Oversea-Chinese Banking Corporation (OCBC) aims to expand its lending to environmentally friendly projects after this year building the environmentally-focused exposure to green loans among its Southeast Asian peers, reported Bloomberg.
Mike Ng, the Singapore OCBC’s Head of Structured and Sustainable Finance, said, “The bank has built a team of five to focus on sustainable financing after foraying into green loans last year and is looking to add bankers.”
While that should boost lending in the area, Asia has a lot of ground to make up. The region is said to be accounting for just 21 per cent or $217 billion, of the total $1.02 trillion of sustainable debt globally.
“There is much greater awareness now and a lot of pressure points on companies such as investors, non-government percent, consumers and regulators,” said Ng.
OCBC wants to build a sustainable finance portfolio of S$10 billion ($7.3 billion) by 2022 and is almost halfway toward that goal, the target will include lending classified as green loans as well as focused on environmental, social and governance initiatives as well as renewable energy, water and green transportation, added Ng.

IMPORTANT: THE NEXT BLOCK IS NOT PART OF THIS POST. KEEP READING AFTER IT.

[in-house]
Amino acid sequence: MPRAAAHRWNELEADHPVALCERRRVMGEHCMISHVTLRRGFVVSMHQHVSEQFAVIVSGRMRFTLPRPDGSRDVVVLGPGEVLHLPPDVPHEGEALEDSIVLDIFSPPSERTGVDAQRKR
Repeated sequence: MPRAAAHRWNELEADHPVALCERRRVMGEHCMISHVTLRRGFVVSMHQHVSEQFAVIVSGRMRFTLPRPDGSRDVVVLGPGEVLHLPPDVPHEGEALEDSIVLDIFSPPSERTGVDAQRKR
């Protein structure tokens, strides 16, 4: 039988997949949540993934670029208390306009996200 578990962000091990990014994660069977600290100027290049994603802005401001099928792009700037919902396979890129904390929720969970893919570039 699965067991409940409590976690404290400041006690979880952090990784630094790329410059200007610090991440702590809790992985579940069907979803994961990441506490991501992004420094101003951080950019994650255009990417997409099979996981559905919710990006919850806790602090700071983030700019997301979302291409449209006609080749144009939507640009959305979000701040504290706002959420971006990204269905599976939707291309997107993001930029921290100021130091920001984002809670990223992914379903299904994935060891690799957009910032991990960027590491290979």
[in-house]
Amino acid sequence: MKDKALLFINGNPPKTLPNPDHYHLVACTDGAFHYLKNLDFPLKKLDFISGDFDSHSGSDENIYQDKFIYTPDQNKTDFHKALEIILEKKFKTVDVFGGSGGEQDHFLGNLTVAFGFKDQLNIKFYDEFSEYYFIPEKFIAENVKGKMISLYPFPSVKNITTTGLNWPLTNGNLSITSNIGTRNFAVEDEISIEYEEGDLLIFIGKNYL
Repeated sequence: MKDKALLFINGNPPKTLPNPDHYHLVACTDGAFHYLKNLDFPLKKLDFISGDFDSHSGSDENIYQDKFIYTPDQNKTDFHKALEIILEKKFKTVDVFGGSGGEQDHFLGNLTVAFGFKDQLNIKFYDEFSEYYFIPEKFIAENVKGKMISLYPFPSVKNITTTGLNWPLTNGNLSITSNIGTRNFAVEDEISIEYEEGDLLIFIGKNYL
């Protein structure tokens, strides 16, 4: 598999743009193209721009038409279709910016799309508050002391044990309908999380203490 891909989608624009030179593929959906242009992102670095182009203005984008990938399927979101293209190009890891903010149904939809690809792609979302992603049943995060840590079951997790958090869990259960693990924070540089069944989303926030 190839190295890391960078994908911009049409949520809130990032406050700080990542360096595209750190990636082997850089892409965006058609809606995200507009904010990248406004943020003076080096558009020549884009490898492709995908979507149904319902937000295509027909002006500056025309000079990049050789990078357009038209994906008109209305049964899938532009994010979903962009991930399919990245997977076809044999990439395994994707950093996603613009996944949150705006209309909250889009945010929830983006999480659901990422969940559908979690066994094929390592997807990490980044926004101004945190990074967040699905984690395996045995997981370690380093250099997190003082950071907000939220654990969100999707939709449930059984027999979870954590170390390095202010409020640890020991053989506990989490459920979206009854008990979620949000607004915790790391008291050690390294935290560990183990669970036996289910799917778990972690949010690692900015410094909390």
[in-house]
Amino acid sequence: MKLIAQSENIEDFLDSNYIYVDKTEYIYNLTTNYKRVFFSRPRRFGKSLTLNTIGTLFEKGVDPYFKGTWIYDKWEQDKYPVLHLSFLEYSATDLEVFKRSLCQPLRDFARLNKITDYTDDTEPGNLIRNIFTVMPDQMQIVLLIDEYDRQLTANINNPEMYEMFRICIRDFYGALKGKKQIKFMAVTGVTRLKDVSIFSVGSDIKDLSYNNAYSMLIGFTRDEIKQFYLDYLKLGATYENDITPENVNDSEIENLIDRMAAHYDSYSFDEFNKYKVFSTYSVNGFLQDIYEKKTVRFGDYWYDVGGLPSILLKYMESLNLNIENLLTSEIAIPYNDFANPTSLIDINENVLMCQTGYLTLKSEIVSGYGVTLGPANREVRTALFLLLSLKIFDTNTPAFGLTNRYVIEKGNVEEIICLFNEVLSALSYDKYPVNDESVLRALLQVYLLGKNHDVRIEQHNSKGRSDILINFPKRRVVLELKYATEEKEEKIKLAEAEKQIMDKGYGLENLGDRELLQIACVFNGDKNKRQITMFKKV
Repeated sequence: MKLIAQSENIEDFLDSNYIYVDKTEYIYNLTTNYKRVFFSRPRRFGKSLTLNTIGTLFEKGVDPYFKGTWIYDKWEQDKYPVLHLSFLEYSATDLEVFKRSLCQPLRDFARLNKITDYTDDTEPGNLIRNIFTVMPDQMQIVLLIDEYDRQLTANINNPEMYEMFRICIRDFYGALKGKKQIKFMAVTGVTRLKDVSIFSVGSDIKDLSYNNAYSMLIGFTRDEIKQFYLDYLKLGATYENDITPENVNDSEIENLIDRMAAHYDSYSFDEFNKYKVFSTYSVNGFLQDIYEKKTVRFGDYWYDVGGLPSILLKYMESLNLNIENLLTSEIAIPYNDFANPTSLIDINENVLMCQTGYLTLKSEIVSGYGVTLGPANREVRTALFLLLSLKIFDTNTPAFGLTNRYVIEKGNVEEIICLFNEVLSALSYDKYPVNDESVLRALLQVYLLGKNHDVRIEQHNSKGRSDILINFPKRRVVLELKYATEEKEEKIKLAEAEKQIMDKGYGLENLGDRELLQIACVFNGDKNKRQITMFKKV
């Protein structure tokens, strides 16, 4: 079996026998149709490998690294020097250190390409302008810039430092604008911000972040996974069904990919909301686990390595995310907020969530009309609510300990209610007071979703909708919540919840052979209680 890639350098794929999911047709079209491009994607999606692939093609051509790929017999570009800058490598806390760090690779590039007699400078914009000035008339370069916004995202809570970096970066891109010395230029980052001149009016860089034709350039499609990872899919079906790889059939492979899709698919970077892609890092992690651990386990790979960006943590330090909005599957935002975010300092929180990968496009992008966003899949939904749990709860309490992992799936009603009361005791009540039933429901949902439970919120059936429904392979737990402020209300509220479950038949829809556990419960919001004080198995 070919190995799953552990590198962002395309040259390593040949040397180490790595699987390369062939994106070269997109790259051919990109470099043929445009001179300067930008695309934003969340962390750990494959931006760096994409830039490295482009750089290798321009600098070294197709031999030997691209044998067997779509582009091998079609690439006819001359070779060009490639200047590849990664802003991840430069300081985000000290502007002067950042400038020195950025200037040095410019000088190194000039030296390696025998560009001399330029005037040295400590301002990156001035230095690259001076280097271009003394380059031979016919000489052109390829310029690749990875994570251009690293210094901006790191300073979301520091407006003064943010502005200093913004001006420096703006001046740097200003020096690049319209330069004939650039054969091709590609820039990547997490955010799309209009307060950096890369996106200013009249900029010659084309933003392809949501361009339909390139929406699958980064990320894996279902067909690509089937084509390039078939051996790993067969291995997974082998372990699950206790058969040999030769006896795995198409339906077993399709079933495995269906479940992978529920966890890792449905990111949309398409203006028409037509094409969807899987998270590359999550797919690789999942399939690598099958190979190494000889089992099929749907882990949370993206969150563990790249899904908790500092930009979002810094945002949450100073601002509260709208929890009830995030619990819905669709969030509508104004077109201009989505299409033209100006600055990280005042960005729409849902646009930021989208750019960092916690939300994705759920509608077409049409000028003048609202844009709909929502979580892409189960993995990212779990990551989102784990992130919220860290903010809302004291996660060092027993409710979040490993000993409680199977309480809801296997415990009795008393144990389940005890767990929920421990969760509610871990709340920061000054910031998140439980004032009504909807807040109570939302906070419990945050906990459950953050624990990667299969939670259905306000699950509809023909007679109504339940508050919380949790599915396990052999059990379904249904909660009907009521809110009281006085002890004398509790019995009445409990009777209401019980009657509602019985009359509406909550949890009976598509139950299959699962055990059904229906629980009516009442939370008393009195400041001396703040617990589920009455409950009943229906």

Ng said that OCBC started extending green loans after the Asia Pacific Loan Market Association (APLMA) laid out principles aimed at increasing transparency on the use of proceeds and on the environmental impact of projects.
The bank’s largest publicly disclosed green loan this year came from its involvement in the consortium providing S$785 million to Frasers Property in March 2019. The five-year term loan under the APLMA framework involves refinancing for a new wing of the Northpoint City project in Singapore, which uses low emissivity double-glazed glass and recycled water for toilet flushing.
Globally, BNP Paribas, Sumitomo Mitsui Financial Group and Mizuho Financial Group top the league, with the total value of all such deals at $37 billion this year, reported Bloomberg.